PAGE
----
I last saw Ligeti in September 1986 and we discussed vigorously and in great detail the problems of Oriental and specifically Altaic studies in Hungary. I could not but admire his lucidity, his shrewdness, his willingness, literally to his last breath, to serve Hungarian orientalism. He was quite aware of the fact that he had trained an outstanding group of scholars but, as most academic administrators, he was not so sure that any or all can represent the interest of the field with the skill needed. Ligeti was a superb academic “operator” in the full American sense of this term. He knew when to speak and when to remain silent, he had a sound assessment of the limits of the possible in any given circumstances. In his lifetime he served under, and was honored by, very different political regimes, but he never sold his soul. In him burned an almost Pauline fire for the cause, and his occasional ruthlessness, his seemingly uncompromising attitudes, were dictated by the two great aims of his life: to serve scholarship partly by his own work, partly by that of his former pupils, and to contribute through this to a better understanding of the Hungarian past.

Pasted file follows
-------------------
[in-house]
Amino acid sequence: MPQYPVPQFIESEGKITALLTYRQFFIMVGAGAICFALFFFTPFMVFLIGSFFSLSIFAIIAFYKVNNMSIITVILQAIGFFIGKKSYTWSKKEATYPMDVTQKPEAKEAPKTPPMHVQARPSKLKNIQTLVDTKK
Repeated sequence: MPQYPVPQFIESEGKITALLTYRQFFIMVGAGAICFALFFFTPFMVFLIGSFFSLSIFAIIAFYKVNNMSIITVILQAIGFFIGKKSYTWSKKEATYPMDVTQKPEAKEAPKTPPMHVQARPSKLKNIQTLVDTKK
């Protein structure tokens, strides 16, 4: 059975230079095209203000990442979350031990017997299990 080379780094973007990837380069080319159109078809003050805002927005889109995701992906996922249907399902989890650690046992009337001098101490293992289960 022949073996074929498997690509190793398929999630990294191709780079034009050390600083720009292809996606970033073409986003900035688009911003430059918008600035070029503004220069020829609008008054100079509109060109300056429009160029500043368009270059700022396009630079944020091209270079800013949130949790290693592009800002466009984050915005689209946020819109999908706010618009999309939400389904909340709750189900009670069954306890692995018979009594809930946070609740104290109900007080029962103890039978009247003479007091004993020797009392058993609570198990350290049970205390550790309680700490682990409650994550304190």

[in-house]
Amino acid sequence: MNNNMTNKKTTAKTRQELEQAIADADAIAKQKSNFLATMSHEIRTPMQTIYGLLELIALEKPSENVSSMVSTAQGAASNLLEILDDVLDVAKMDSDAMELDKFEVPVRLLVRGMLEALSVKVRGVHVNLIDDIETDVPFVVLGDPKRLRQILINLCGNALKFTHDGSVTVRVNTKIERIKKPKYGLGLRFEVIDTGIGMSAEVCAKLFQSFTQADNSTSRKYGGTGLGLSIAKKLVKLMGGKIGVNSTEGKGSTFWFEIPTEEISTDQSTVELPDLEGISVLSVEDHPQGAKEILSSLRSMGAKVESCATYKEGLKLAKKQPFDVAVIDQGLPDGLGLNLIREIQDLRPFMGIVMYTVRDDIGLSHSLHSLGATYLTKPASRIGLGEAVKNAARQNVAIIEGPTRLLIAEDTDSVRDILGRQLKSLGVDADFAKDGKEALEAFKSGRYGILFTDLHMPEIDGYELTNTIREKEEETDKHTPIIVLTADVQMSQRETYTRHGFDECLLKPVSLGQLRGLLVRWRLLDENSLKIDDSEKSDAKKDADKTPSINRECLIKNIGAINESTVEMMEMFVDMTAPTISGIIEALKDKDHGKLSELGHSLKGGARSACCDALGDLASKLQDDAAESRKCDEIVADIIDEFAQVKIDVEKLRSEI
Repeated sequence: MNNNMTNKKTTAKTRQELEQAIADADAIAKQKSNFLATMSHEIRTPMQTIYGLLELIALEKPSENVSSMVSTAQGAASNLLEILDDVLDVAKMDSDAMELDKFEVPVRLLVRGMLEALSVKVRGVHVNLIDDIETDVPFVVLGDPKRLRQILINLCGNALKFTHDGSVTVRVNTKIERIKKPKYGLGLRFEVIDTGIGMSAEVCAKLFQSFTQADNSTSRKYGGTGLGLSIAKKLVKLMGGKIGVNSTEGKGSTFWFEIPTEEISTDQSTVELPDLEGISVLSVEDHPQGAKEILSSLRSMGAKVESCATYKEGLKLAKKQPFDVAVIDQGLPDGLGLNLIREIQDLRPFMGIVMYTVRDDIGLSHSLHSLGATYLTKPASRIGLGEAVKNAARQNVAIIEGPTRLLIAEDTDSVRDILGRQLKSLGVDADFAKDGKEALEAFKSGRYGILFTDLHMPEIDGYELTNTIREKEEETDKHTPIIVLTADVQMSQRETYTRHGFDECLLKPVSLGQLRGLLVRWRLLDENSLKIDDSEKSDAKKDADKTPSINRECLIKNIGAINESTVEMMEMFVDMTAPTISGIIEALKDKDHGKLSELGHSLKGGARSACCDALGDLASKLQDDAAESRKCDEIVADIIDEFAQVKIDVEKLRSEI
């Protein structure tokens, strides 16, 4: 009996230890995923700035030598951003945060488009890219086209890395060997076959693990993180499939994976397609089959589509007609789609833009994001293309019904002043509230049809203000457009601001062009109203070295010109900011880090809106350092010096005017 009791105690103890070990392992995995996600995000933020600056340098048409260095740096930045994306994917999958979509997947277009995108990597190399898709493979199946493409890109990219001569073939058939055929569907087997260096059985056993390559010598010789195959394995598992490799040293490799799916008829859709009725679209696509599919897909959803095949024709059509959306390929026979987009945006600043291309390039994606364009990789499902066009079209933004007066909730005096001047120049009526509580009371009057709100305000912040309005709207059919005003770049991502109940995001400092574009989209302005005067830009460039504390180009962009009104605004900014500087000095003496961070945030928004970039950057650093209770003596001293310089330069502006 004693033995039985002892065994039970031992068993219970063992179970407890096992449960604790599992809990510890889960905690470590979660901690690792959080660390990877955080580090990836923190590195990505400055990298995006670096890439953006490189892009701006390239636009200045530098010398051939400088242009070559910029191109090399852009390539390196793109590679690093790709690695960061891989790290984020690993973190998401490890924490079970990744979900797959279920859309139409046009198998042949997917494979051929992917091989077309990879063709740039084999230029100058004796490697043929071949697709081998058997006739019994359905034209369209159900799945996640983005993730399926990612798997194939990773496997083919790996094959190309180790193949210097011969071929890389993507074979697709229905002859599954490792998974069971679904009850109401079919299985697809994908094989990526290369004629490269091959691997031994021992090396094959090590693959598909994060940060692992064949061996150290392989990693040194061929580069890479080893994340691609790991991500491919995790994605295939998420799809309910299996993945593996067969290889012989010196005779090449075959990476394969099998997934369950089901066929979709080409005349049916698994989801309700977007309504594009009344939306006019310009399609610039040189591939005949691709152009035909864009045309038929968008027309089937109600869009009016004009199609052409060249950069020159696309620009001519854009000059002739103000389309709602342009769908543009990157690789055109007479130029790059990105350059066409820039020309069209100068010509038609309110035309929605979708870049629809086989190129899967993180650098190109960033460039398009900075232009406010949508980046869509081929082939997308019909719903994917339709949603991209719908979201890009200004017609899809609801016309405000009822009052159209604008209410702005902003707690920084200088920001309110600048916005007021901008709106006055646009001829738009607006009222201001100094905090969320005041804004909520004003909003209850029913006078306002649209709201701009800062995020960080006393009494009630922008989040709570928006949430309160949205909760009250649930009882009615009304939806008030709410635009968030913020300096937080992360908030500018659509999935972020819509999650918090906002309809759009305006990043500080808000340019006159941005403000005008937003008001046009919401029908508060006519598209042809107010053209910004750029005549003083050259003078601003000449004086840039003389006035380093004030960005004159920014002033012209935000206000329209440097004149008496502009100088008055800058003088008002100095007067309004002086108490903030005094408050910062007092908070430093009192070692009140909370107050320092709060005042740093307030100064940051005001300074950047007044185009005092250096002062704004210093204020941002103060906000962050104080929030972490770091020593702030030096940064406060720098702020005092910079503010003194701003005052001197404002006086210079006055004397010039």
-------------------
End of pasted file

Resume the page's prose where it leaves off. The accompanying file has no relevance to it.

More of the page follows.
Those who know Ligeti’s superb work on Mongol, Kitan, Jurchen, or Tibetan, who appreciate the width of his scholarship in the pursuit of elusive Inner Asian words of civilization, or use his catalog of the Kanjur, if they cannot read Hungarian, they remain unaware of the dominant preoccupation of Ligeti’s scholarly endeavors: to shed more light on the history of the Hungarians prior to the conquest of their present land. His last published work, a monumental book of some six hundred pages, bears witness to this obsessive preoccupation. Entitled A magyar nyelv török kapcsolatai a honfoglalás elött és az Árpád-korban [The Turkic contacts of the Hungarian language prior to the Conquest and under the Arpad dynasty] it appeared in the fall of 1986. It provides a clue to the reason of many of Ligeti’s earlier works accomplished in fields as disparate as the linguistic relationship between Mongol and Manchu, the mysteries of the Kitan or Jurchen monuments. He was most fortunate to see the appearance of what he certainly considered his magnum opus.